Nature-positive foods is top of the agenda of this year’s Sustainable Foods Summit Europe. For the first time, the executive summit will discuss the opportunities and challenges when moving to sustainable food production methods that encourage biodiversity. The executive summit will be hosted in Amsterdam on 15-16 June 2023.
The two-day summit will begin with an opening keynote on redesigning foods for circularity. How can food production be adapted so there is a positive impact on nature, producers/growers, as well as our health? What solutions are provided by organic and regenerative agriculture? What developments are occurring with upcycling? Case studies of food producers making the transition to sustainable food production will be provided.
Approaches to move to nature-positive food production will be discussed. At the recent UN Biodiversity conference (COP15), 195 countries signed a historic deal to halt and reverse biodiversity loss, including to protect 30% of land and water by 2030. Nature-positive production will play an important role in meeting this ambitious target: agriculture and food production systems that involve the protection, management and restoration of nature. Martine van Weelden, director of Capitals Coalition, will discuss the implications of COP15 on food and ingredient firms.
Stendert Krommendam, chief people and sustainability officer at EcoTone, will share the company’s biodiversity action plan. EcoTone, one of the leading organic food companies in Europe, changed its name in 2020 to reflect its mission to restore and protect ecosystems. The company owns several leading organic and sustainable brands, including Allos, Bjorg, Bonneterre, Clipper, Danival, Isola Bio, Kallø and Whole Earth.
Details will also be given of the new EU deforestation-free regulation. Recently passed by the European Parliament, the new law ensures products sold in the EU do not come from deforested or degraded land. The regulation applies to cattle, cocoa, coffee, palm oil, soya, as well as products made using these agricultural commodities.
Mark Varney, head of Fair to Nature, will explain how the certification scheme’s standard encourages farmers to adopt biodiversity-friendly practices. Introduced by the Royal Society for the Protection of Birds, Fair To Nature is the first ethical label that focuses entirely on nature-positive food production in the UK. Industry experts will participate in a panel discussion on encouraging nature-positive production and stimulating consumer demand for such products.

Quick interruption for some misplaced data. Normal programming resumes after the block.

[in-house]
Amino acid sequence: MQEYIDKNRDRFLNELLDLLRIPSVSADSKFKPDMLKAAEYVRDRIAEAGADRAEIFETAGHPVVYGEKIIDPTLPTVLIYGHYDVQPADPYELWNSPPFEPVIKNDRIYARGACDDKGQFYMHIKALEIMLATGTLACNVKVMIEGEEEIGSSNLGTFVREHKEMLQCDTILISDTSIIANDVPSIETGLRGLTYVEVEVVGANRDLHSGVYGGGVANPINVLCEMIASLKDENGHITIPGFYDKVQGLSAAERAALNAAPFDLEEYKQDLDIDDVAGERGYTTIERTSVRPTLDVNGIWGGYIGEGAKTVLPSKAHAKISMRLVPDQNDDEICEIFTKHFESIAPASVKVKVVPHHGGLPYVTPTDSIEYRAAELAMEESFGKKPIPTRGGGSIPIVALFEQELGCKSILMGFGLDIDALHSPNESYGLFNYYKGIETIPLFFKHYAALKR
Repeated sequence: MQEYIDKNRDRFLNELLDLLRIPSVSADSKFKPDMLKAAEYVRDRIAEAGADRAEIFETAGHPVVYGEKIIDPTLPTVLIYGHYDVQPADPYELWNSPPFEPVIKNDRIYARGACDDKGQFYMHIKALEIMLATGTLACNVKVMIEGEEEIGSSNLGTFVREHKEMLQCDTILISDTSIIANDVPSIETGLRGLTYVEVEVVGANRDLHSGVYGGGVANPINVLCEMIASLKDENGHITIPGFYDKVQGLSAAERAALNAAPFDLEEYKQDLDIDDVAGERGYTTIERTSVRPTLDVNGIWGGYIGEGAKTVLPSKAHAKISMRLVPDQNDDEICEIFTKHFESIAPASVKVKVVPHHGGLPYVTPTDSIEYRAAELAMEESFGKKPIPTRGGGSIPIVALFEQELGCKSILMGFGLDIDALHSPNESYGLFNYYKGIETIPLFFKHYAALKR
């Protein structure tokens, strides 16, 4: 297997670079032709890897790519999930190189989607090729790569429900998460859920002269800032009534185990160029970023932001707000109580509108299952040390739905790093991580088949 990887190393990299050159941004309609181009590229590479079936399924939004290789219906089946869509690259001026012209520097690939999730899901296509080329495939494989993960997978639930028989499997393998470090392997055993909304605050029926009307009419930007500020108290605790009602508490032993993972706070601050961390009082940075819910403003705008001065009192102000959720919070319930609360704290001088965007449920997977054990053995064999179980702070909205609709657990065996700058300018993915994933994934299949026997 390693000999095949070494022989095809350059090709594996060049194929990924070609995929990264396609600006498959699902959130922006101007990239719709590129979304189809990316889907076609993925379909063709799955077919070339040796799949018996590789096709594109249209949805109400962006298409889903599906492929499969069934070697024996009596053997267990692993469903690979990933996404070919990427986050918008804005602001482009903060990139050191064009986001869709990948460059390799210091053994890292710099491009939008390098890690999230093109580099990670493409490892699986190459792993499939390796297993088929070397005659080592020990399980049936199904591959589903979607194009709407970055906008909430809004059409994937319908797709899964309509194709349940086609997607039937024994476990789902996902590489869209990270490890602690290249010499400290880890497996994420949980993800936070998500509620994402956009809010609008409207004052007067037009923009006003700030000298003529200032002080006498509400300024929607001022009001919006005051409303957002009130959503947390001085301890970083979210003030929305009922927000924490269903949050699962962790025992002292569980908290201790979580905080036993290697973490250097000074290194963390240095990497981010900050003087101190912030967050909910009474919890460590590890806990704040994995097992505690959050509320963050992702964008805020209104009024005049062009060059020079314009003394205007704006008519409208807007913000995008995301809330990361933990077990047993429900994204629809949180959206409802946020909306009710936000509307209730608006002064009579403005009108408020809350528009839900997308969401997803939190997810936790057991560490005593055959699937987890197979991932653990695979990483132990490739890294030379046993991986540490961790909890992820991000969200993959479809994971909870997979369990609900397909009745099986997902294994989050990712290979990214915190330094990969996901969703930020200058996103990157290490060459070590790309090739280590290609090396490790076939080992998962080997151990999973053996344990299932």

Regenerative agriculture will also be featured at the Sustainable Foods Summit. Philippe Birker, co-founder of Climate Farmers, will discuss the implementation and scaling issues associated with transitioning to regenerative practices. The mission of his organisation is to build the infrastructure to scale regenerative agriculture in Europe.
Other speakers will cover ingredients from regenerative agriculture and marketing issues. Joanna Wierzbicka, deputy director of IFOAM Organics Europe, will be speaking about the future of environmental labelling. As the number of eco-labels on food products increases, there is confusion about their meaning and the environmental impact of products. There is growing debate about the methodology used to rate products by schemes such as Eco-Score. At the same time, the European Commission plans to set limits on what eco-labels can enter the market. It plans to only allow private schemes to be approved if they have higher environmental ambitions than existing ones in the market. It also proposes to ban any new public schemes (national or regional).
Upcycling is another emerging sector in the sustainable food industry. There is growing recognition that waste ingredients can be valorised from the food industry. However, setting up supply chains and marketing such products are major issues. Case studies will be given of companies using upcycled ingredients in their products. Robert Wilson, co-founder of Toast Ale, will show how his company is making beer from waste bread. The London-based brewery sells its beer to over 1,000 retailers and recently secured €2.3 million investment to reduce its environmental impact and scale its sustainability projects.
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